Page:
Power plan hope voiced

People's Counsel says criticism is misleading

Deregulation dispute

MAPSA denounced the proposed settlement with BGE

Energy

July 03, 1999|By Shanon D. Murray | Shanon D. Murray,SUN STAFF

The Office of the People's Counsel yesterday rebutted claims by a coalition of power companies that said this week's deregulation settlement with BGE closes Maryland to competition.

Michael J. Travieso, the state-appointed People's Counsel representing consumers, said criticism of the state's energy-deregulation plan by the Mid-Atlantic Power Supply Association is "inaccurate and misleading."

On Tuesday, Baltimore Gas and Electric Co. and at least a dozen parties involved in closed-door talks submitted a proposal to the Public Service Commission (PSC) that would let users pick their power company by next July.

Customers remaining with BGE would receive a 6.5 percent rate reduction for six years.

In return, BGE would be allowed to collect $528 million from all customers during the same period as partial repayment for what the utility spent building power plants to furnish electricity to its 1.1 million customers in the region.

The PSC is to meet next week to set public hearings on the proposed BGE settlement.

"All of the parties who signed the agreement, including my office, are hopeful that competition will develop and that prices will decline as a result," Travieso said.

"On the other hand, if MAPSA's plan is for customers to forgo guaranteed rate cuts in favor of unsupported claims that vigorous competition [may reduce the rate cut by more than 6.5 percent], then to them I say a bird in the hand is worth two phantom birds in the bush," Travieso said in his statement.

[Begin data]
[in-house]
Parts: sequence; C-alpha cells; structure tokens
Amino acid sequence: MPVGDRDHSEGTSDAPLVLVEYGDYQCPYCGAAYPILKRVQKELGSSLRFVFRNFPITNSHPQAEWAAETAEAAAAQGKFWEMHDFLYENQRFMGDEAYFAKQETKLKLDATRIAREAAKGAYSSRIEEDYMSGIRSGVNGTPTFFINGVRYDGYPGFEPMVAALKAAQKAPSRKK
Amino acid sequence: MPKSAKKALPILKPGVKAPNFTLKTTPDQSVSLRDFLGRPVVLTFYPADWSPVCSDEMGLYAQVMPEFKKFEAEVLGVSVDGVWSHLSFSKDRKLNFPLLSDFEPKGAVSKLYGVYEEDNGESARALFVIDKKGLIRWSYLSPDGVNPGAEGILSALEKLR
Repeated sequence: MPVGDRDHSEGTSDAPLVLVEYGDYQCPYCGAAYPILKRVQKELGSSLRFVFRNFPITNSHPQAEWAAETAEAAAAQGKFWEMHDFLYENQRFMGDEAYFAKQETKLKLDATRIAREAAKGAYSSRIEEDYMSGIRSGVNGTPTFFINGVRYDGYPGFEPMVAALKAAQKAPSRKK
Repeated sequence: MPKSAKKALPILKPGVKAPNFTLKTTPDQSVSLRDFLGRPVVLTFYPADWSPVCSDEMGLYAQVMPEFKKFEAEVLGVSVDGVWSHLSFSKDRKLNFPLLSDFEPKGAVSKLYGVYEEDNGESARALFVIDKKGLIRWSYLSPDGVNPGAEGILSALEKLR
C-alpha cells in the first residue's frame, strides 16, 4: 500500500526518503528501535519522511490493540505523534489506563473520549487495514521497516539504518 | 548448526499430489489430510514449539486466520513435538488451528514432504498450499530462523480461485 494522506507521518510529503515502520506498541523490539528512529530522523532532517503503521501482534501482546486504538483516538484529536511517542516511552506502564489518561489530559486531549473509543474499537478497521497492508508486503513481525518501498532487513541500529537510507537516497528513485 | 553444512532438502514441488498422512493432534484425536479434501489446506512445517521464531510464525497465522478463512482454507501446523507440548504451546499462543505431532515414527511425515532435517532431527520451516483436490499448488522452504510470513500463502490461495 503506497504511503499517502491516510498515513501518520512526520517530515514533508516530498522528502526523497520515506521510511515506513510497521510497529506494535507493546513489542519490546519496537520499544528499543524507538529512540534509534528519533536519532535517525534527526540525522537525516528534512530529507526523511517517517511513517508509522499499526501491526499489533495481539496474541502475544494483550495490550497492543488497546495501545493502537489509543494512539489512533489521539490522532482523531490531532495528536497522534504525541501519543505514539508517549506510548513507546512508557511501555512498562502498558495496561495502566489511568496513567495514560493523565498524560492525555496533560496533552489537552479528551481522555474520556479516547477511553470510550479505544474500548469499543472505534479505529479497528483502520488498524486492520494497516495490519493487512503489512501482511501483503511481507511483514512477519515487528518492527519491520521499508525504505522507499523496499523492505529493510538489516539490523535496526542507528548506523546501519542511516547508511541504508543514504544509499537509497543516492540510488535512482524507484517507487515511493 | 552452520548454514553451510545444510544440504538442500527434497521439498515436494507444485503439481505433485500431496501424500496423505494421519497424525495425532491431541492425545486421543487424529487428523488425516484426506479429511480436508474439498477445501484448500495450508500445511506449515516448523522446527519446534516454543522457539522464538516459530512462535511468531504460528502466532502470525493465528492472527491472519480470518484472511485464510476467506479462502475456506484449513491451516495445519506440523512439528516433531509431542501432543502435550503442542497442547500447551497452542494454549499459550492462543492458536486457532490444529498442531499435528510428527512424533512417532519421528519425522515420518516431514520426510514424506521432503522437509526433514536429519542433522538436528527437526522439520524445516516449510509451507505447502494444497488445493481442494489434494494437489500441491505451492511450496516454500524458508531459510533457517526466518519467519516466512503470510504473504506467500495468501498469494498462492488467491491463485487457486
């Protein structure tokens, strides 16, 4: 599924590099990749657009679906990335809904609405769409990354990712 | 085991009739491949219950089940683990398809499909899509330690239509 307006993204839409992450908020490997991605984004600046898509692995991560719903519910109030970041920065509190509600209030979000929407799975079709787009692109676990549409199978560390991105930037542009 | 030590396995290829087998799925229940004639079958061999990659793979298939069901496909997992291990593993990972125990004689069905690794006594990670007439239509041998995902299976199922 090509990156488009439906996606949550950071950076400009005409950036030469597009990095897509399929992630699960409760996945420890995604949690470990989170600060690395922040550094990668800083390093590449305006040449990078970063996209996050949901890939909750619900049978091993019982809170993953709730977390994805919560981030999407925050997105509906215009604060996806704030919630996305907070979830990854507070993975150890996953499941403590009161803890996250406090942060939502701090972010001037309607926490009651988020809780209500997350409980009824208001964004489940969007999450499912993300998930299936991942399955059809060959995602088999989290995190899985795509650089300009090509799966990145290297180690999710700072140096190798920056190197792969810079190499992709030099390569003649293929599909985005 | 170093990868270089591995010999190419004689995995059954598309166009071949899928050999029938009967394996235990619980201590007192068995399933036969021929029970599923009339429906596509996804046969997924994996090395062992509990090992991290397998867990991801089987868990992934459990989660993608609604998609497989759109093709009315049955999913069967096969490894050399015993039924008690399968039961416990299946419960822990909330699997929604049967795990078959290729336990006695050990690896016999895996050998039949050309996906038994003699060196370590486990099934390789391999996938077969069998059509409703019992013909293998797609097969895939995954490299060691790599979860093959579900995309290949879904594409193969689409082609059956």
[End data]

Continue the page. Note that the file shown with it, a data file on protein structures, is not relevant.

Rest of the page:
The Mid-Atlantic Power Supply Association denounced Tuesday's settlement with BGE, Maryland's largest utility, and refused to sign the agreement.

Yesterday, Suzanne Daycock, the group's executive director, said MAPSA intends to present a counterproposal to the commission in coming hearings.

MAPSA, which is based in New Jersey, represents power companies including DTE Edison America, Shell Energy Services Co. and Green Mountain Energy Resources, all of which said they want to offer electricity to the Maryland residential market.

The intent of electricity deregulation was to clear the way for introducing competition into the state's regulated electric power industry.

The OPC also made it its priority to secure a rate reduction for Maryland's customers.

Daycock said the OPC is unjustly satisfied with just a rate cut.

"The discounted rates are clearly a victory for customers, but I remain bewildered as to why the People's Counsel would not advocate a robust competitive market," Daycock said.

"OPC should not be willing to forgo additional benefits that could come through competition."

Pub Date: 7/03/99

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